The Use of Sodium Amytal?

Mary A. Fischer, in her October, 1994 GQ Magazine article writes that when Jordan was sedated in his father’s office on July 16th, 1993, allegedly, he was administered the controversial drug Sodium Amytal, which studies have shown can make the human mind suggestible. Fischer wrote that through the use of Sodium Amytal false memories might have been implanted in Jordan’s mind.

While Fischer’s article is a valuable source in many respects, we have reasons to doubt this particular theory. Here is why.

According to Anthony Pellicano on August 4, 1993, about two weeks after Jordan’s sedation and alleged “confession”, while Evan read passages from Dr. Mathis Abrams’ letter to Jackson and his people at a meeting [details in the chapter The Chandlers’ Monetary Demands], when he arrived at the parts about child molestation “the boy, says Pellicano, put his head down and then looked up at Jackson with a surprised expression, as if to say “I didn’t say that.” [1]

Jordan’s uncle Ray Chandler himself uses this defense against the Sodium Amytal theory in an article he has written for his now defunct website (atgbook.net) in 2005:

“Ironically, the person who best refutes Fischer’s drug fairytale is none other than Anthony Pellicano. In December of 1993 Pellicano described Jordie’s behavior at the August 4 Westwood Marquis meeting as follows:

The father began to read the psychiatrists letter, which cited the criminal statutes that applied to child abuse. “Jordie was looking down,” [Pellicano said] “and he pops his head up and looks at Michael like, ‘I didn’t say that.’”

According to Pellicano, just two weeks after the alleged brainwashing Jordie wasn’t brainwashed at all! He was acting embarrassed and guilty about the accusations his father had made.” [2]

“Ironically”, with this defense against the Sodium Amytal theory Chandler acknowledges the credibility of Pellicano’s account: if Chandler brings up Pellicano’s account as a defense against the Sodium Amytal claim then logically that means he acknowledges it as accurate. Pellicano’s account supports the theory that Jordan’s memory was not altered on July 16.

Jackson’s 2005 attorney, Thomas Mesereau said he had witnesses who, if Jordan testified against Jackson at the 2005 trial, would tell the jury that Jordan privately confided in them that Jackson never molested him. If this is true then this too supports that Jordan’s memory was not altered.

Ray Chandler in his book and article admits that Jordan was sedated on July 16 for a minor dental procedure (pulling a baby tooth), so that is not in question, but he denies that Sodium Amytal was used. In his 2005 article Ray Chandler speculatively tries to attribute the origination of the Sodium Amytal story to Jackson’s camp, but Fischer cites her sources for the story, none of whom belong to the Jackson camp.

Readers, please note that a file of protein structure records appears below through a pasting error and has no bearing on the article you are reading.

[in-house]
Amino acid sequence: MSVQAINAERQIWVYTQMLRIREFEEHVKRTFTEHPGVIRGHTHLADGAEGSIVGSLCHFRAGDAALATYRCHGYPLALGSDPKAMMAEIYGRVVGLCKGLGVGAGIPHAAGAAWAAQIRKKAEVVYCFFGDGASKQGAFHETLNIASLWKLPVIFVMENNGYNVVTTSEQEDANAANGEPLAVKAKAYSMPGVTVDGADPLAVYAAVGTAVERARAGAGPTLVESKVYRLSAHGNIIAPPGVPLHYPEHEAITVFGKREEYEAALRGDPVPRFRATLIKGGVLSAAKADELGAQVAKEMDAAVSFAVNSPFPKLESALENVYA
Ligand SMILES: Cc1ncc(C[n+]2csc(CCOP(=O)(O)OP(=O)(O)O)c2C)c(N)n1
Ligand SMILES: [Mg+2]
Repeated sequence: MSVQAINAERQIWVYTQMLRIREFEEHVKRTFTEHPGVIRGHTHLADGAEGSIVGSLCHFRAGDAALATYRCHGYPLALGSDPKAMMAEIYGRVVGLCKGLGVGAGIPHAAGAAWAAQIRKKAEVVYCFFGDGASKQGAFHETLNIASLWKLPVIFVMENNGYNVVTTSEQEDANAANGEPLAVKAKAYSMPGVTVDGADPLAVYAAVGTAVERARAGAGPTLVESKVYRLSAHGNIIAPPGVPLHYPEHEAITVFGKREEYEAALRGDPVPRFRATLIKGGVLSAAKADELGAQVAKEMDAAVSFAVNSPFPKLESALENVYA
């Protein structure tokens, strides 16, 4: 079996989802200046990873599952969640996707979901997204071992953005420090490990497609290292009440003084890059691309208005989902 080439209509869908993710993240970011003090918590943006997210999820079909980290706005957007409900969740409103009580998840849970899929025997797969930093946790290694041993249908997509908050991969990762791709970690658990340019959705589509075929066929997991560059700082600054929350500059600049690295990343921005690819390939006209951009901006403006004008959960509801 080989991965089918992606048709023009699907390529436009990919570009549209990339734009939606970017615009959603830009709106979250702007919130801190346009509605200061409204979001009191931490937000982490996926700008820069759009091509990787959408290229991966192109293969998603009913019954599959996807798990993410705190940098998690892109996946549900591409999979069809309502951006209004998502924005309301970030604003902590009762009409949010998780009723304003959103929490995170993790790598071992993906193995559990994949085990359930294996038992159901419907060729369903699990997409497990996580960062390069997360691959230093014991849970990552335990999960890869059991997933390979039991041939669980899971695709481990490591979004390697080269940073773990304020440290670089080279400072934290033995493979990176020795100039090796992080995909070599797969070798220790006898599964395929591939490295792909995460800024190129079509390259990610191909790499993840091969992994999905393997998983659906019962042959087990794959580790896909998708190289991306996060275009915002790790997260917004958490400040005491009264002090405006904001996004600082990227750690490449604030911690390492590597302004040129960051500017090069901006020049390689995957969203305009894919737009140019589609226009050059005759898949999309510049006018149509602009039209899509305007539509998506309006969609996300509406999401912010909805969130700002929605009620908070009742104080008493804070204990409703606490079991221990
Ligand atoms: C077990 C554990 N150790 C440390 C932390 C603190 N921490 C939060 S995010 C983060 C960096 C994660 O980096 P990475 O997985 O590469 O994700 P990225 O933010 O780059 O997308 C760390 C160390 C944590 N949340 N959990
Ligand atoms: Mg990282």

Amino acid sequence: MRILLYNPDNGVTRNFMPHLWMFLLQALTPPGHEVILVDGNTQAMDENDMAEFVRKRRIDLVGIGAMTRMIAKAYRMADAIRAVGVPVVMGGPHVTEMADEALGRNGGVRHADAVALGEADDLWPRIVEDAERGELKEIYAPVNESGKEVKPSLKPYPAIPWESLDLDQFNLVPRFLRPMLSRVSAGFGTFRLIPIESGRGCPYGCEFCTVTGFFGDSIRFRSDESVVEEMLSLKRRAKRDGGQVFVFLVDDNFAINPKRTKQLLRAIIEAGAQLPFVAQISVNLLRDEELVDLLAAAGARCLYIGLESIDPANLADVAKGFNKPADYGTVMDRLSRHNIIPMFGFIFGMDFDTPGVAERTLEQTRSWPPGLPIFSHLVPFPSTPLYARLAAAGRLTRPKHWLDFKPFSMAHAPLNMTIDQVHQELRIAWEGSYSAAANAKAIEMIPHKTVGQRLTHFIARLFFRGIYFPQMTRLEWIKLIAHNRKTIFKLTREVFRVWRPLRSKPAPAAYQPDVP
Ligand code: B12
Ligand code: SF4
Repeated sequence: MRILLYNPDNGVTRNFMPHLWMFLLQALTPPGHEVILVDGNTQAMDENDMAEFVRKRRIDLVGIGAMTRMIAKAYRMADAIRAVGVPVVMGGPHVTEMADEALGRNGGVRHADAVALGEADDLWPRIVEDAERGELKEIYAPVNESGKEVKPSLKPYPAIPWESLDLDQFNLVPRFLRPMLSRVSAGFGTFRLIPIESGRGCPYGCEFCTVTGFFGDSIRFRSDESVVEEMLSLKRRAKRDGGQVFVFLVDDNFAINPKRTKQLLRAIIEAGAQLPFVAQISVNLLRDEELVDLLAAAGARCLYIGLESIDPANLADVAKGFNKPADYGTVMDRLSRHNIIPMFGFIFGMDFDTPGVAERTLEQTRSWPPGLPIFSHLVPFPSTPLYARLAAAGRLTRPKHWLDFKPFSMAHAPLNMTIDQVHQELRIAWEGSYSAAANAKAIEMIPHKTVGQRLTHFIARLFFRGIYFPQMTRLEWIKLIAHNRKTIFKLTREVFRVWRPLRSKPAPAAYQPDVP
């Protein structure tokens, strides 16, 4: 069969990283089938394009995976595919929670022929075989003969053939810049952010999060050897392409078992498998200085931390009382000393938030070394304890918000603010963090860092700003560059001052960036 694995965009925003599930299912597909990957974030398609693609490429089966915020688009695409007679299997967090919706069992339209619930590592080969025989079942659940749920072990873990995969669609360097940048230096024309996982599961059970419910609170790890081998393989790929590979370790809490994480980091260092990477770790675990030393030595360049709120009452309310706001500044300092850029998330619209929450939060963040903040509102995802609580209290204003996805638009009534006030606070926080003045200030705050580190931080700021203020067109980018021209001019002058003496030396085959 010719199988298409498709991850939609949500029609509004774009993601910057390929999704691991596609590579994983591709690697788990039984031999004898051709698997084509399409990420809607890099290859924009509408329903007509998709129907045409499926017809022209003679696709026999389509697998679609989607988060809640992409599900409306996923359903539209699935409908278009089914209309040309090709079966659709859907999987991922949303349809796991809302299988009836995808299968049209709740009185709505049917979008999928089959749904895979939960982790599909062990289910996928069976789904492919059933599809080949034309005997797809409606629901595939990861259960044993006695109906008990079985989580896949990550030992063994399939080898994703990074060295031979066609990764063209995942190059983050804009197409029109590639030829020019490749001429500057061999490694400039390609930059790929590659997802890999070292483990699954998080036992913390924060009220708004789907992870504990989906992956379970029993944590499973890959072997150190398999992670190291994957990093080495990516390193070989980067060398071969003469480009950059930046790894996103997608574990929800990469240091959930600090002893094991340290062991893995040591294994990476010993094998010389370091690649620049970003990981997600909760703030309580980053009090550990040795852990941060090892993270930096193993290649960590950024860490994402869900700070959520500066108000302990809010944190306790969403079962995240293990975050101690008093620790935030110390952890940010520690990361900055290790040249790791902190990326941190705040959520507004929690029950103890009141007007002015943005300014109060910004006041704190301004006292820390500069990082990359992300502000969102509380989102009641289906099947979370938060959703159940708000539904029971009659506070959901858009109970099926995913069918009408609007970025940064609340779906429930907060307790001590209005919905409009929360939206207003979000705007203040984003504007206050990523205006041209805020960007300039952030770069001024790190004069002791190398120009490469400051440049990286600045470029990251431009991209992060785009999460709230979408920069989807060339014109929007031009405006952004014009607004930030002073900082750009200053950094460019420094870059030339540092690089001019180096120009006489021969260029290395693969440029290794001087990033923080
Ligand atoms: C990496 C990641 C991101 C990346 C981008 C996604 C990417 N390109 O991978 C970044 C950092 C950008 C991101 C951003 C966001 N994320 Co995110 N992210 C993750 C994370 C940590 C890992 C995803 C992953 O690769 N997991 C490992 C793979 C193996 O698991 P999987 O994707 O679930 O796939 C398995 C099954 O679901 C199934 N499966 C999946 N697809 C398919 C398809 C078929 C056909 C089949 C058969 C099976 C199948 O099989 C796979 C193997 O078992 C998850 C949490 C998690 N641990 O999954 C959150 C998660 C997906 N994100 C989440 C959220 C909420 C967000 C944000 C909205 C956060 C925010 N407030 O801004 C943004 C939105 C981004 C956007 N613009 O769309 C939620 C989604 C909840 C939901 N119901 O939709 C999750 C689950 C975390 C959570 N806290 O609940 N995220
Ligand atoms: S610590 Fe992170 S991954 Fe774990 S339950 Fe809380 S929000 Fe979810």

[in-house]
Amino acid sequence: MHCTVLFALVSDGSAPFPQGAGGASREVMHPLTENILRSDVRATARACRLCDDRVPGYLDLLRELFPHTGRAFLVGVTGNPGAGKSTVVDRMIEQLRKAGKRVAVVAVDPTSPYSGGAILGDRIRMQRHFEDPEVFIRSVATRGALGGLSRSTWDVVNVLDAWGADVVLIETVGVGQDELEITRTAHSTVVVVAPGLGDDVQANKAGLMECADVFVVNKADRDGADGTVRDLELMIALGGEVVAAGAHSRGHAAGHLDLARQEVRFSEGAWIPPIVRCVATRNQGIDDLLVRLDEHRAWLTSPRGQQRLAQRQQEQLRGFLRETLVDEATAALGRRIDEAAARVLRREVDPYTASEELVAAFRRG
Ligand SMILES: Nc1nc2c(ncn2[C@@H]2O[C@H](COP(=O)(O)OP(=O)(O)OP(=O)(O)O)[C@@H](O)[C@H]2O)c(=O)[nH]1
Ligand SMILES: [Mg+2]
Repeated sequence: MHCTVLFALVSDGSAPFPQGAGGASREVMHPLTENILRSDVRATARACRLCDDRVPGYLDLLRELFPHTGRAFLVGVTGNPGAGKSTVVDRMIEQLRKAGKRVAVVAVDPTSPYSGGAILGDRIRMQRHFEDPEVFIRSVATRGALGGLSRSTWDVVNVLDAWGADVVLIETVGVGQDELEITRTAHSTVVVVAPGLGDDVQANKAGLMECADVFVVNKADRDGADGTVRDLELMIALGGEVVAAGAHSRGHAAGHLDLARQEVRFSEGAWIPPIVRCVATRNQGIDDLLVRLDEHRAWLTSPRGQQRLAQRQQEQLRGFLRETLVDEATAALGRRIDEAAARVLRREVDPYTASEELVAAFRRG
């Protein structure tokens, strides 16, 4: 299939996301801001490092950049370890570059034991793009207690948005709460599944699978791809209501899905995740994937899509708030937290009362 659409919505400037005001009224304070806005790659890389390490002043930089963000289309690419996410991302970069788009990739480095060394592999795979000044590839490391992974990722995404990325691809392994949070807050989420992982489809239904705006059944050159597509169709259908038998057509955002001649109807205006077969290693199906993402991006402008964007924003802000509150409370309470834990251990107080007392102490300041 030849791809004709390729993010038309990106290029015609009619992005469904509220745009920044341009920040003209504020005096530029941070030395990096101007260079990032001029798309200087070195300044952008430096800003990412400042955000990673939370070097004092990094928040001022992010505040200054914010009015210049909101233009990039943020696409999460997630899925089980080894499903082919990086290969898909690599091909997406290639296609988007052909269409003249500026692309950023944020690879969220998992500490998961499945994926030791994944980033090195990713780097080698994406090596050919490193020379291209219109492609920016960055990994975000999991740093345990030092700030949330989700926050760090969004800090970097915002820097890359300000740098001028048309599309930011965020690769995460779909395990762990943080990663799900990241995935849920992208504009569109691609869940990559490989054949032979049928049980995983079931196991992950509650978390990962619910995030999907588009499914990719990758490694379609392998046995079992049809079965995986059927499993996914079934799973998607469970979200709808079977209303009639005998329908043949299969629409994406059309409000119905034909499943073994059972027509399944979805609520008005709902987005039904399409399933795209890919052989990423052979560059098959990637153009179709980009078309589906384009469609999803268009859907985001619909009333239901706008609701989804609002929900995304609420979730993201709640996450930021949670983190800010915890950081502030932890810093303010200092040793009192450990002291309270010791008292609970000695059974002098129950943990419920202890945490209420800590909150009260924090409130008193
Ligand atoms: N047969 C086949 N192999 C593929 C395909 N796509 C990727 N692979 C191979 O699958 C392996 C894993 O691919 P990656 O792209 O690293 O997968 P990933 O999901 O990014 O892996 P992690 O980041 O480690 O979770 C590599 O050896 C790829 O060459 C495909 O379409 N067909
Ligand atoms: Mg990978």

One of her sources was a report by “a newsman at KCBS-TV”. We know from Ray Chandler’s 2005 article that the newsman was Harvey Levin (since then known as the founder of celebrity gossip website TMZ). Fischer wrote in 1994:

“A newsman at KCBS-TV, in L.A., reported on May 3 of this year [1994] that Chandler had used the drug on his son, but the dentist claimed he did so only to pull his son’s tooth and that while under the drug’s influence, the boy came out with allegations.” [1]

From the wording (“the dentist claimed” and the emphasis on that it was used “only to pull his son’s tooth”) it seems that the source of Levin’s information was  Evan Chandler himself or someone on his side, but Ray Chandler in his article denies this. Mary Fischer herself asked Mark Torbiner, Evan’s Anesthesiologist, the person who supposedly sedated Jordan, and he answered somewhat ambiguously: “If I used it, it was for dental purposes” [1]. Ray Chandler in 2005 cannot get a flat-out denial from Torbiner either. In the footnotes to his article he writes:

“Fischer claimed that she spoke to Torbiner and that he told her “If I used it [the drug], it was for dental purposes.” Dr. Torbiner would not respond to inquiries about what, if anything, he told Fischer. His attorney stated that Torbiner was bound by the doctor-patient privilege and could not discuss the issue without written consent from his patient.” [2]

We don’t know Levin’s sources for his claim, but we do know that Fischer’s source, Mark Torbiner was a member of the Chandler camp, not the Jackson camp. Though he did not directly claim he used Sodium Amytal on Jordan, but he made an ambiguous statement about it.